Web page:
After working together for four years, Wentworth and Ortega have developed a deep understanding of how each other works. Wentworth knows Ortega will be able to compose something at the last minute, if necessary—Ortega once had to compose the music for an entire act of “The Man in the Iron Mask” in a week. “You’ll say to him, ‘We need some music here.’ And it seems like 10 minutes later, there it is—and it’s gorgeous,” says Wentworth.

Ortega explains that composing for “Henry IV Part II” is like looking at a moving target—cues and scenes can change at any time. “I have to compose a little bit smarter so that I have places in the music that I can get myself out of and make a quick edit to truncate things,” he says.

Ortega adds that many people have an image in their mind of how composers write music, which is completely different from reality. “The romantic thought [is] ‘Well I’m going to go into the redwoods with my quill and scroll and start writing when the inspiration hits me,’” says Ortega. “That doesn’t work.” 

“Henry IV Part II” runs from Aug. 7-26 at the Sinsheimer-Stanley Festival Glen at UCSC, 1156 High St., Santa Cruz. $30-$50. $15/students, $14/under 18.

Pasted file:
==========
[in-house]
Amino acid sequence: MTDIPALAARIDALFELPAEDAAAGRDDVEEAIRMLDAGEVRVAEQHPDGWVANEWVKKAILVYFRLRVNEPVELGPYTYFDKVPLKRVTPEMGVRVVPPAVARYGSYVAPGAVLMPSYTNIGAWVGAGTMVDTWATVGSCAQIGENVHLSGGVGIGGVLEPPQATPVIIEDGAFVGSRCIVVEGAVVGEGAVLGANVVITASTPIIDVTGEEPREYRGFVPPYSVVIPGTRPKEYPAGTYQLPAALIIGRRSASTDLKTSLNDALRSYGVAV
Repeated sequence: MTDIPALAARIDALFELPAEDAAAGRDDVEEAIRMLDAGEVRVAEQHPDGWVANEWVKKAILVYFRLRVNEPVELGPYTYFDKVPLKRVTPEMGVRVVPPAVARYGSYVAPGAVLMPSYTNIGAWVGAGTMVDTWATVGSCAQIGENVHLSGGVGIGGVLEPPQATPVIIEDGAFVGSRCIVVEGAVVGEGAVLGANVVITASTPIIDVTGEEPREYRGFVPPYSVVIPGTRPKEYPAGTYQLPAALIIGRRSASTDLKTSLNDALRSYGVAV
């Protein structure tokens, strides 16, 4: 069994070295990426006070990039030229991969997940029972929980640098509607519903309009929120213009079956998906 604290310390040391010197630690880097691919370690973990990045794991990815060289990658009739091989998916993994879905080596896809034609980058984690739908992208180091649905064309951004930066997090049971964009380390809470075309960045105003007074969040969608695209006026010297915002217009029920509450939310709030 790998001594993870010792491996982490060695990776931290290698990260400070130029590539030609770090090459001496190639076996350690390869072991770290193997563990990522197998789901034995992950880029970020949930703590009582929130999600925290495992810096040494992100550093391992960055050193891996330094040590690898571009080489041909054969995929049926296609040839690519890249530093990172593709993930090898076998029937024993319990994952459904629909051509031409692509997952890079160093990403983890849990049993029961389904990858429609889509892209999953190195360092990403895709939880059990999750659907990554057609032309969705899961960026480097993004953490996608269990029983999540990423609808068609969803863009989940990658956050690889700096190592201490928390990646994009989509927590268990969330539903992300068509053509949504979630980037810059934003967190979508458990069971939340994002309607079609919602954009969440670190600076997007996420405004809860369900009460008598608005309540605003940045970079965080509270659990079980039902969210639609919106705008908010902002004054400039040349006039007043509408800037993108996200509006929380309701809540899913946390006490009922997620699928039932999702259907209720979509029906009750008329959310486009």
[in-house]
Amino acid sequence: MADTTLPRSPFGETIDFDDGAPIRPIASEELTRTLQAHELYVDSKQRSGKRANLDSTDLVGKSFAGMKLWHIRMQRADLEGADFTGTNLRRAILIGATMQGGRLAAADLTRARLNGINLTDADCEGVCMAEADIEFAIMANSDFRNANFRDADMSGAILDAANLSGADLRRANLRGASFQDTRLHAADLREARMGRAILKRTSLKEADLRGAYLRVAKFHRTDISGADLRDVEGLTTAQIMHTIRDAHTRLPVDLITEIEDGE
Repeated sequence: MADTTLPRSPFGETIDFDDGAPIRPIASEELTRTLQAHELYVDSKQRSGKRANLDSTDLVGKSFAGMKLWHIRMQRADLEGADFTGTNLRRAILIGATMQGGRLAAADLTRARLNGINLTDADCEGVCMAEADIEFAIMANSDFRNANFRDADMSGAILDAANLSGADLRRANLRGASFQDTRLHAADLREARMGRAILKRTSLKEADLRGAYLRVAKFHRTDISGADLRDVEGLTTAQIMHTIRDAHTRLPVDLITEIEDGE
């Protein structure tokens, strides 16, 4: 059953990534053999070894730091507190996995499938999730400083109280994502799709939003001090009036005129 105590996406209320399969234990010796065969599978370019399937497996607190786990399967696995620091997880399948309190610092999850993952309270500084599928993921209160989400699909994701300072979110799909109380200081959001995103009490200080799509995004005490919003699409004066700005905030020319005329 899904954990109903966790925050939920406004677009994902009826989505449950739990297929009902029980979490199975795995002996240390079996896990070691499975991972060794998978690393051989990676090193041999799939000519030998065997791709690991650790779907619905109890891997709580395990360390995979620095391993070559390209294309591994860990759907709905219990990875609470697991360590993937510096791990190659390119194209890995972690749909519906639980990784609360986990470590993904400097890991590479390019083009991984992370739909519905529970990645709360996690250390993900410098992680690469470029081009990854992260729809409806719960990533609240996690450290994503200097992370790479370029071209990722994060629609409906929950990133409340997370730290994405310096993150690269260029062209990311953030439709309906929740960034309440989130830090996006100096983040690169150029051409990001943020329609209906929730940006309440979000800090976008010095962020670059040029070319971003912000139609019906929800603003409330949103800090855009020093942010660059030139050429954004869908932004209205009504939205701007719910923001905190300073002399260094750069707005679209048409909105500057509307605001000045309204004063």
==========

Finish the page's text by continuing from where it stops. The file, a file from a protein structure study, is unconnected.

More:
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Mercury completes its retrograde Friday, poised stationary direct Friday evening at zero degrees Libra. Mercury begins its journey through Libra once again, completing its retrograde shadow Oct. 12. Things should be a bit less complicated by then. Daily life works better, plans move forward, large purchases can be made, and communication eases. Everything on hold during the retrograde is slowly released. Since we eliminated all thoughts and ideas no longer needed (the purpose of Mercury’s retrograde) during the retrograde, we can now gather new information—until the next retrograde occurs on Jan. 5, 2016 (1.3 degrees Aquarius), retrograding back to 15 degrees Capricorn on Jan. 25. It’s good to know beforehand when Mercury will retrograde next—Jan. 5, the day before Epiphany. On Monday is Columbus Day, when the sailor from Genoa arrived in the new lands (Americas), Oct. 12, 1492. This discovery by Columbus was the first encounter of Europeans with Native Americans. Other names for this day are “Discovery Day, Day of the Americas, Cultural Diversity Day, Indigenous People’s Day, and Dia de la Raza.” Italian communities especially celebrate this day. Oct. 12 is also Thanksgiving Day in Canada. Monday is also the (19 degrees) Libra new moon festival. Libra’s keynote while building the personality is, “Let choice be made.” Libra is the sign of making life choices. Often under great tension of opposing forces seeking harmony and balance. There is a battle between our lower (personality) and higher selves (soul). We are tested and called to cultivate right judgment and love. When we align with the will-to-good, right choice, then right judgment and love/wisdom come forth. Our tasks in Libra.